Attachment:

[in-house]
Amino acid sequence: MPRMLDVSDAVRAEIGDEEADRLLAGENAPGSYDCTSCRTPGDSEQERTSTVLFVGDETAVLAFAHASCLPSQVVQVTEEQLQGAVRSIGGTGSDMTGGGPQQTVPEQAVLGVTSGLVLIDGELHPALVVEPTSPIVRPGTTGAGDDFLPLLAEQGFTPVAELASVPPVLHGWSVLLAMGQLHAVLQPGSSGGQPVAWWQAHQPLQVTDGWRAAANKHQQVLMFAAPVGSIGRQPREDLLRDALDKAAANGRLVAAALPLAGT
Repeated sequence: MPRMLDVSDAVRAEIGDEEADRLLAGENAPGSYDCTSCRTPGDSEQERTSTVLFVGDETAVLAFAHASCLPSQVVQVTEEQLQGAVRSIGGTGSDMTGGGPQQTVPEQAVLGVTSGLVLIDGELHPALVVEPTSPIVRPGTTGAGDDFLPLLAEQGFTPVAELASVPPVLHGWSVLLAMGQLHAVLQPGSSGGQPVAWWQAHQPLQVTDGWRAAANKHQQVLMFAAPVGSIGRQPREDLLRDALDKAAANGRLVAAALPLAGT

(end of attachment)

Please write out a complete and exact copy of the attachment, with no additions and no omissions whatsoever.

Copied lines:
[in-house]
Amino acid sequence: MPRMLDVSDAVRAEIGDEEADRLLAGENAPGSYDCTSCRTPGDSEQERTSTVLFVGDETAVLAFAHASCLPSQVVQVTEEQLQGAVRSIGGTGSDMTGGGPQQTVPEQAVLGVTSGLVLIDGELHPALVVEPTSPIVRPGTTGAGDDFLPLLAEQGFTPVAELASVPPVLHGWSVLLAMGQLHAVLQPGSSGGQPVAWWQAHQPLQVTDGWRAAANKHQQVLMFAAPVGSIGRQPREDLLRDALDKAAANGRLVAAALPLAGT
Repeated sequence: MPRMLDVSDAVRAEIGDEEADRLLAGENAPGSYDCTSCRTPGDSEQERTSTVLFVGDETAVLAFAHASCLPSQVVQVTEEQLQGAVRSIGGTGSDMTGGGPQQTVPEQAVLGVTSGLVLIDGELHPALVVEPTSPIVRPGTTGAGDDFLPLLAEQGFTPVAELASVPPVLHGWSVLLAMGQLHAVLQPGSSGGQPVAWWQAHQPLQVTDGWRAAANKHQQVLMFAAPVGSIGRQPREDLLRDALDKAAANGRLVAAALPLAGT